State Police Conclude Report on Martese Johnson's Arrest [Updated]


In March, 20-year-old University of Virginia student Martese Johnson was arrested and brutalized by white Alcohol and Beverage Control agents on the main drag of bars near campus. Last week, the Virginia state police completed their investigation on Johnson’s arrest, as ordered by Virginia Governor Terry McAuliffe.*

The report of several hundred pages has yet to be released to the public, and may not be. The law firm representing Johnson released a statement that Johnson’s attorney Daniel Watkins “expects to be given access to the materials in the next couple of weeks. We have already reviewed the reports from the arresting ABC agents and the local police on the scene and our position remains that the police lacked justification to arrest or brutalize young Martese.” The firm has maintained what bystander accounts have said from the beginning: that Johnson cooperated with ABC agents after they targeted him for suspected use of a fake ID (Johnson did not have a fake ID on his person, as was reported erroneously from hearsay in my initial post on the incident and in other media outlets).


“The conversation resulted in my client being thrown to the ground, his head hitting the pavement, the officer’s knees pressed into his back, his face and skull bleeding and needing surgery,” Watkins added. “All this over two alleged offenses, one a misdemeanor charge of Obstruction of Justice without force and two, Profane Swearing and/or Public Intoxication — which upon conviction requires only the payment of a fine.”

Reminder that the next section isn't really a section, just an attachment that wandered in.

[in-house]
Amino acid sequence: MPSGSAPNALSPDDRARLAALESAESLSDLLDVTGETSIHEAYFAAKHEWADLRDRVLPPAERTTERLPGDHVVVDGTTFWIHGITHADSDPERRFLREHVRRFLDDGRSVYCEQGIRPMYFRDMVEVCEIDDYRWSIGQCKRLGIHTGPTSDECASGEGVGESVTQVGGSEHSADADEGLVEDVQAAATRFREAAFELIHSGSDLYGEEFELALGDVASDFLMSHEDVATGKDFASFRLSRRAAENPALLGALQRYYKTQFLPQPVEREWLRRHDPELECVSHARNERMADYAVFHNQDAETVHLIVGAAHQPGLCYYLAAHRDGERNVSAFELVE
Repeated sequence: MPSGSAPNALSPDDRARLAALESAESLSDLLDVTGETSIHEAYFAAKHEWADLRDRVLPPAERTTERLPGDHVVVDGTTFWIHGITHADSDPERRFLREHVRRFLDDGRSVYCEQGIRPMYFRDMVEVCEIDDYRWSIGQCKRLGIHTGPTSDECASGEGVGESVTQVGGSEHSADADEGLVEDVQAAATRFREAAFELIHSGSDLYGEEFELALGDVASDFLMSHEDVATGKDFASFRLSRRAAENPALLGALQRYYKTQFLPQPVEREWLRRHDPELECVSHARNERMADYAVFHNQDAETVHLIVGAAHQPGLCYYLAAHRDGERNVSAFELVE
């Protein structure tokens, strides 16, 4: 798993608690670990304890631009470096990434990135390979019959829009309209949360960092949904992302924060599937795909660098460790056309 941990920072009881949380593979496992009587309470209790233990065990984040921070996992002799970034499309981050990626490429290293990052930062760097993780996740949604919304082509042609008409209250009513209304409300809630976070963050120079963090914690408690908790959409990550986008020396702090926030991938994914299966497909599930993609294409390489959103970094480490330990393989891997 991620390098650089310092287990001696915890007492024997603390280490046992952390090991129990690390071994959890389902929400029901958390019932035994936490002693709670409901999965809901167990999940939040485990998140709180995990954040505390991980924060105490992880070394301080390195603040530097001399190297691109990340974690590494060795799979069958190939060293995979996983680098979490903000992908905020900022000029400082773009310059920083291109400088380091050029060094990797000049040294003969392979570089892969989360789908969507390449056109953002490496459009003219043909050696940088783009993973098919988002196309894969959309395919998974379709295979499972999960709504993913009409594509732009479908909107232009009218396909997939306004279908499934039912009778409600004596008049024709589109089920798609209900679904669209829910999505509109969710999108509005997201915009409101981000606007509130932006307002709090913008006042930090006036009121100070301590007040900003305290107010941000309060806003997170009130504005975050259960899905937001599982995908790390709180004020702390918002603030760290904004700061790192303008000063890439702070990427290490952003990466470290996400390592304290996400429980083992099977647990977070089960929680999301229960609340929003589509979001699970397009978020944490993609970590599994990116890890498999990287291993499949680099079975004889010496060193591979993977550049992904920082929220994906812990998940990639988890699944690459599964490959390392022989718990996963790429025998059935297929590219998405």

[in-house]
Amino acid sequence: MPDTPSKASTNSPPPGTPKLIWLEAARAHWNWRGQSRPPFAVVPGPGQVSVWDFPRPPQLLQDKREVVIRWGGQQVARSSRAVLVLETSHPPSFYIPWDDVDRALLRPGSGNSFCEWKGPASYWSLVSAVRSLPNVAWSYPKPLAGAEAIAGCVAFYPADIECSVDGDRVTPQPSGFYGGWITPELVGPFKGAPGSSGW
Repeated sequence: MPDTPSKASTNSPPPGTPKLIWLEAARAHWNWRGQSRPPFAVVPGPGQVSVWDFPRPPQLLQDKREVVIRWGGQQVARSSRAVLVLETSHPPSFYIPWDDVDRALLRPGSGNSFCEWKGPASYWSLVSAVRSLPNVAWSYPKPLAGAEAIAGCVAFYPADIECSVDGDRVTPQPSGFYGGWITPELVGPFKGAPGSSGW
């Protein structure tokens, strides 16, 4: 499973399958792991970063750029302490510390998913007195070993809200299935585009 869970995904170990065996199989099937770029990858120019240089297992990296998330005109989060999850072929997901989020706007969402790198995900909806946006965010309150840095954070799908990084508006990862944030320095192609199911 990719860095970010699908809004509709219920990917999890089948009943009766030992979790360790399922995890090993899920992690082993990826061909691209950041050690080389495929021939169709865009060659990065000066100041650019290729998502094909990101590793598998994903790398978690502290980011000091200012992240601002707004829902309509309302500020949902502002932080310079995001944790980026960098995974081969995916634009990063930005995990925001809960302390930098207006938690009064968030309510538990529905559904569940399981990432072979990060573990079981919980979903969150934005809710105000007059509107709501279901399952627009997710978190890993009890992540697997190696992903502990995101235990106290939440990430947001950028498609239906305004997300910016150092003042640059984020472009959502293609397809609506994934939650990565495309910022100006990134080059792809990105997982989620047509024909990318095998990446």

Despite the fact that Johnson cooperated before being assaulted—and then subsequently passed a breathalyzer test—the ABC agents charged him with obstruction and “profane swearing and/or intoxication” anyway; he was also chained the night of his arrest.

The UVA student body has generally rallied in support of Johnson, protesting against the undue force from the ABC agents, who are notorious in Charlottesville for being physically aggressive in their pursuit of Alcohol Justice: in 2013, for example, undercover ABC agents stalked a young woman to her car after she bought seltzer (could’ve been beer though, am I right guys) at the grocery store, banging on her windows and eventually drawing a gun on her after she panicked.

*Update: The earlier headline on this post, as well as the first two paragraphs, reflected an incorrect report from the Richmond Free Press that the Virginia state police report had been released to Daniel Watkins, who had reported findings that Johnson’s charges were false. This is a significant error and we regret it.

Screenshot of Johnson at his March court date via ABC

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